Have you ever become friends with someone that you never thought in a million years would be someone you could get along with? But, maybe, once you got to really know them they surprised you?
Let me give you a few examples of what I mean:
One of my best friends occasionally will let her kids ride in the car without being buckled in (this just happens to be one of my biggest pet peeves!). I would watch them leave church in their sweet van, kids unbuckled, and think, "Wow, she and I are nothing alike!" Over time, we became acquaintances, then friends, and now great friends.
I had a roommate in college who was always saying things that people took the wrong way. At first I was quite taken aback by what would come out of her mouth, especially when the comment was aimed at me. I never would have thought we'd become good friends, and that I would live with her again the next year--of my own choosing!
I think we've all probably come into contact with someone with an annoying laugh. I have. At first I kept my distance, and when we happened to be somewhere together I would try not to be funny (anything to spare my ears). Anyway, once I got to know this person, I hardly even noticed their laugh anymore.
So, the thing I've been thinking about is...why did these unlikely friendships happen? It may have taken a little time, but in each case the "issue" I had that might have kept these friendships from developing became a non-issue. Why??
Do you want to hear the conclusion I've come to? I think that the key to the development of these relationships was the fact that I was able (either by luck or circumstance) to put aside their characteristics that were annoying or offensive and get to know them as a person. A whole person.
Once that happened, I realized that each of these people had great things to offer, and because I recognized that, I was able to brush aside the things about them that I didn't agree with and just enjoy the attributes that make them great. They still might do those things I don't agree with, but it is such a small part of them that it just doesn't matter anymore. If I had continued to only focus on those things that bothered me, and not taken notice of the other good things about them, the friendships never would have happened. I would have really been missing out.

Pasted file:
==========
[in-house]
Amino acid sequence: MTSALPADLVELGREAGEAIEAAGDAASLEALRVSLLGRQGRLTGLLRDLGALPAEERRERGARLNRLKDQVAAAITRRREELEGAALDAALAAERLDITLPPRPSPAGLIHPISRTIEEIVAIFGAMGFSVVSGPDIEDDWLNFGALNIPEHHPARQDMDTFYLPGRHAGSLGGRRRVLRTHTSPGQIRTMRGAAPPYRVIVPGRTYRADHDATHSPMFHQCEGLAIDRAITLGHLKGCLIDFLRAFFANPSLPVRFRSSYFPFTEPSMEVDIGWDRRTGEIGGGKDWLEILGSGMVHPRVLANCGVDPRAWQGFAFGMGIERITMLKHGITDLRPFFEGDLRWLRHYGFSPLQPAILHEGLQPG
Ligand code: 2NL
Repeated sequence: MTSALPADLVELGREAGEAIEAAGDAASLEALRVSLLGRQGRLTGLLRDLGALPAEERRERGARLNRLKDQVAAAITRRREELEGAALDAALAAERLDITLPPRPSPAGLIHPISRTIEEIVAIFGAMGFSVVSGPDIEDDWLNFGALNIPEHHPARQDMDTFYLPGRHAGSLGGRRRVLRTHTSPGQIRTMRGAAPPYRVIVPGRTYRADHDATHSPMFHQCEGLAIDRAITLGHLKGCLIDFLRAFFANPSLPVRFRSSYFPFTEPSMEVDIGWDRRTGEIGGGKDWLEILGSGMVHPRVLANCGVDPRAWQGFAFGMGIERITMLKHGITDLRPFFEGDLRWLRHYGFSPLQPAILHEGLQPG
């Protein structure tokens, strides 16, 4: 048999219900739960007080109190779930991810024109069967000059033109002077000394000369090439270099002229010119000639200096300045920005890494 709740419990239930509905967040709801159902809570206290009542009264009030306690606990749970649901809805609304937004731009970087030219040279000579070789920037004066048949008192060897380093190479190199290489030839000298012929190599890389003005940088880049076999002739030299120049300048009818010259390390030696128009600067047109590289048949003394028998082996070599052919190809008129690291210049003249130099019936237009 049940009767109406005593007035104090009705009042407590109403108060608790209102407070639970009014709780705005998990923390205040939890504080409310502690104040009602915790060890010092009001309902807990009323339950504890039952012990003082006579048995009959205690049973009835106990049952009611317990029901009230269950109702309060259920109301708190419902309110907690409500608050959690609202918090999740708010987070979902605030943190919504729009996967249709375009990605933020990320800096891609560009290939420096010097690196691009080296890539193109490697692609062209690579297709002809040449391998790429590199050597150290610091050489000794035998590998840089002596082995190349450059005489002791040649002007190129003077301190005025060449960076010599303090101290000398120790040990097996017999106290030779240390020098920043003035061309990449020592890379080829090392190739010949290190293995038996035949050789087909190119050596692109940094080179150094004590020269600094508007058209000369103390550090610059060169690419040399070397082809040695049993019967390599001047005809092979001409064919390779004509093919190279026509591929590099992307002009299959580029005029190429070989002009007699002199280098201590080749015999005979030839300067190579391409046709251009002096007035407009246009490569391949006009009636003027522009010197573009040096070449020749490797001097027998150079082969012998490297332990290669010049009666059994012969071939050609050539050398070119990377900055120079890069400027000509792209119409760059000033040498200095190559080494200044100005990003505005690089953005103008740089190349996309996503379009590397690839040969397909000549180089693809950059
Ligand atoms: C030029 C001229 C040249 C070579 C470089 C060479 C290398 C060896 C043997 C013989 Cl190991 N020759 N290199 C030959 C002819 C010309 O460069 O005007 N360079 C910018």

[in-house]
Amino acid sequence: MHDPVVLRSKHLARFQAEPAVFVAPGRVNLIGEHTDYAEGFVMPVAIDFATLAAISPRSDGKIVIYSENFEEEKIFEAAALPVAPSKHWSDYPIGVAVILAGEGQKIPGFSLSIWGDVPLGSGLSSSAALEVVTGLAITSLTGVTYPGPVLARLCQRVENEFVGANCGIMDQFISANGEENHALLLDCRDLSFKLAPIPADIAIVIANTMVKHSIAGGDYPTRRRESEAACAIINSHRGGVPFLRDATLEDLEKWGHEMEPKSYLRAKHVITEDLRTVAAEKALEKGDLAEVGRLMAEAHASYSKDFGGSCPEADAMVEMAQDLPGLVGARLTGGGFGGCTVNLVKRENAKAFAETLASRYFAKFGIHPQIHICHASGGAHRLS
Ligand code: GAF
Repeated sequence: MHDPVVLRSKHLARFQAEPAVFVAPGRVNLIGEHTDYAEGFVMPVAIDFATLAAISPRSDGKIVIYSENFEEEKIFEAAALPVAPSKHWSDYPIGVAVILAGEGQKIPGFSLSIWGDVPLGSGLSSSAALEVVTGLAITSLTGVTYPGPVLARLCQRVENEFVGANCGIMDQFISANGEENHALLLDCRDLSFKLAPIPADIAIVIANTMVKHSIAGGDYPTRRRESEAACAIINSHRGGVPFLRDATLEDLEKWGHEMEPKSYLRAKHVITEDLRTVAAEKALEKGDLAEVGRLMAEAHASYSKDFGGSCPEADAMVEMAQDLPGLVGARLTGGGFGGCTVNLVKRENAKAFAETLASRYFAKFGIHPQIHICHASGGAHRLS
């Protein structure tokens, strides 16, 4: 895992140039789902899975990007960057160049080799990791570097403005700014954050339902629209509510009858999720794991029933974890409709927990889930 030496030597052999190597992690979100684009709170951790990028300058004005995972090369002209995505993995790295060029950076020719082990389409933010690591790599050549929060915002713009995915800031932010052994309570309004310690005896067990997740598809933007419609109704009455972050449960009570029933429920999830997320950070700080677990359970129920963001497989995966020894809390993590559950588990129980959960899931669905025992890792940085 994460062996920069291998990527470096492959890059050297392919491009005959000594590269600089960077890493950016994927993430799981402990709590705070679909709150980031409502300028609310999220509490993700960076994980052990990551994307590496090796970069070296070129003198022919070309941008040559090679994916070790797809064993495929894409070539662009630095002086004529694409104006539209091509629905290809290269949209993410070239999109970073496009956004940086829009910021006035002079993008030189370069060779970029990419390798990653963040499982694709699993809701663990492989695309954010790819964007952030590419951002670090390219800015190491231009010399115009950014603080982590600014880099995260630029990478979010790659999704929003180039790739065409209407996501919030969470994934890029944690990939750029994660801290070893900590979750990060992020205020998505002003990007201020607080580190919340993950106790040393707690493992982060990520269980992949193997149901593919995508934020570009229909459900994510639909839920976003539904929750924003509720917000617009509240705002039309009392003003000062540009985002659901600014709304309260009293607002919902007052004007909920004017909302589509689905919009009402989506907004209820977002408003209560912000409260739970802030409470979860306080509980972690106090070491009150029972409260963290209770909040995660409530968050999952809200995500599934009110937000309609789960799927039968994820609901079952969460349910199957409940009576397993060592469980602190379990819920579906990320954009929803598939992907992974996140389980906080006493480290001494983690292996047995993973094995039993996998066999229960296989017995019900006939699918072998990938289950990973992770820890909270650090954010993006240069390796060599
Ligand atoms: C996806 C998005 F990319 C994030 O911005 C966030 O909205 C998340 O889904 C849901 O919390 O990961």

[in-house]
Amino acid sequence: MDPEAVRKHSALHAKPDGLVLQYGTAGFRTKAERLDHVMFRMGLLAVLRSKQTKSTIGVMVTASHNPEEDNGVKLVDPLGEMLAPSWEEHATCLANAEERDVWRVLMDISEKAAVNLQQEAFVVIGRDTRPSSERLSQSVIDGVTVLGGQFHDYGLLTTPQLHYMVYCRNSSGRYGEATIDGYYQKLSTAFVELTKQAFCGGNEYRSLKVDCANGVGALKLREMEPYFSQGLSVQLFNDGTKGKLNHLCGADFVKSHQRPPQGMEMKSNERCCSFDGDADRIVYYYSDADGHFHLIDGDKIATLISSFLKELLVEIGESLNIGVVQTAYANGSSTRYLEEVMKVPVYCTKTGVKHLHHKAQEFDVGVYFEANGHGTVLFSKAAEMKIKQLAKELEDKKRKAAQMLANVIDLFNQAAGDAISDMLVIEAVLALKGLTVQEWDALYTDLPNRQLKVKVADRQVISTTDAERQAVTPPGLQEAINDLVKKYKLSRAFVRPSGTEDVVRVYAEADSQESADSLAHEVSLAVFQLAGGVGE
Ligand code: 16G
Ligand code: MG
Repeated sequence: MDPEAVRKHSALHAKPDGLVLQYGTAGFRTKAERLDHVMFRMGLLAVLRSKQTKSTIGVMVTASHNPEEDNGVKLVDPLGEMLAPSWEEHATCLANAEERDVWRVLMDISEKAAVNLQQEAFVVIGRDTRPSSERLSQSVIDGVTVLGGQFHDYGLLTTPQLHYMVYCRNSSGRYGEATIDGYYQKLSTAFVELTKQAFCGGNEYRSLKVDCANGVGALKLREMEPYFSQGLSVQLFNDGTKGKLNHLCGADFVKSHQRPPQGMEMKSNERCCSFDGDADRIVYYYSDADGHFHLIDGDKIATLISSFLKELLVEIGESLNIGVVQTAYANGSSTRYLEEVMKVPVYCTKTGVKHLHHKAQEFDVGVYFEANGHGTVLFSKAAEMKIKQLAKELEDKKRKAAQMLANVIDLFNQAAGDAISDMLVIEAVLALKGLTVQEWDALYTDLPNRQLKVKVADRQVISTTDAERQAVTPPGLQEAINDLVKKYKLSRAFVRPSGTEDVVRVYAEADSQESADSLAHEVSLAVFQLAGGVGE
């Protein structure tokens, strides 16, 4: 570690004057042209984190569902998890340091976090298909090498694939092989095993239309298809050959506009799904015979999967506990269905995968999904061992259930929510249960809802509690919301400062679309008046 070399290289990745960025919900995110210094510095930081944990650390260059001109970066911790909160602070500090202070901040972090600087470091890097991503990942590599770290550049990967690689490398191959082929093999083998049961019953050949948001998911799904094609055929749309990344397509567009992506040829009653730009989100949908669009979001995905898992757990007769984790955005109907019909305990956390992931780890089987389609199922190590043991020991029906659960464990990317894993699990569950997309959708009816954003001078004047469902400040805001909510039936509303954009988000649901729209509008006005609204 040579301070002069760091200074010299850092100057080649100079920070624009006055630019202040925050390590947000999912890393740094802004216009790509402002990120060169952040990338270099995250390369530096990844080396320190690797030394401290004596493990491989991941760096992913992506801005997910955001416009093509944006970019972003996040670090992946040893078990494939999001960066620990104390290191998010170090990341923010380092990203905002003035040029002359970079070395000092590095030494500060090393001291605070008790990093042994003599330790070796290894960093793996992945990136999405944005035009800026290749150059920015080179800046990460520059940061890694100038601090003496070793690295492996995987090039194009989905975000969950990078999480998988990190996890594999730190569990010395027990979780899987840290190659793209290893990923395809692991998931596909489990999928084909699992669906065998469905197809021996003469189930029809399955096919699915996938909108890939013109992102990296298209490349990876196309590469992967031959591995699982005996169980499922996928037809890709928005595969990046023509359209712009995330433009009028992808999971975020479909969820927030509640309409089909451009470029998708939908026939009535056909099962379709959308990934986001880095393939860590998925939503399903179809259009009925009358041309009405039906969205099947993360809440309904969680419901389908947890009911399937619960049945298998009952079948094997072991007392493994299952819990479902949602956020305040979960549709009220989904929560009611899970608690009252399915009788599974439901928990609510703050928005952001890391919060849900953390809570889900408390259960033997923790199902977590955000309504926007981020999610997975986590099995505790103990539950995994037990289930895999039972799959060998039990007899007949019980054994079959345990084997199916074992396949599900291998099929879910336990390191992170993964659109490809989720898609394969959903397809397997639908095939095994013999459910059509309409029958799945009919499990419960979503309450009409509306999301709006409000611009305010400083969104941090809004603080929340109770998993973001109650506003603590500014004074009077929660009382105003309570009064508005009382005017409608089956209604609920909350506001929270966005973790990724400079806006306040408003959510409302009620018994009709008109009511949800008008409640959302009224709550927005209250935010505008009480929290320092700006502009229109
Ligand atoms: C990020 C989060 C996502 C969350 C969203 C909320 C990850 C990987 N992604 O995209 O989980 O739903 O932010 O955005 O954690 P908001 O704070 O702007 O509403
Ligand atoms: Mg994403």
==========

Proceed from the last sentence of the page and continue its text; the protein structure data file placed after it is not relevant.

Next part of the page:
Not that I do a great job of this all of the time. I am sure I have missed out on many potentially valuable friendships because I failed to get past the surface and take a look at the whole picture. I always tell my kids that if we decide not to be friends with people who do something we don't agree with, that we won't have any friends.
(I'm not suggesting that we should go and and become chummy with our friendly neighborhood child molester or anything, but you know what I mean!)
All I'm saying is, I am trying to learn how to be more patient with others and try not to identify my feelings for them based on one behavior or habit that might bug me. I try to blow these things off and enjoy them for the good attributes they bring to the table. I am most certainly not perfect at this, but I'm trying to ignore the lid left off the toothpaste and just appreciate that the toilet seat is down.
I can only hope that people will do that for me.
I was blog surfing recently and came across this quote. I really liked it.
"Be who you are and say what you feel, because those who mind don't matter, and those who matter don't mind" --Dr. Seuss
I don't think it's saying that we shouldn't be mindful of others and their feelings or that we shouldn't strive to be better, but that the people who matter will love us anyway, as we make our way...because that is who we are.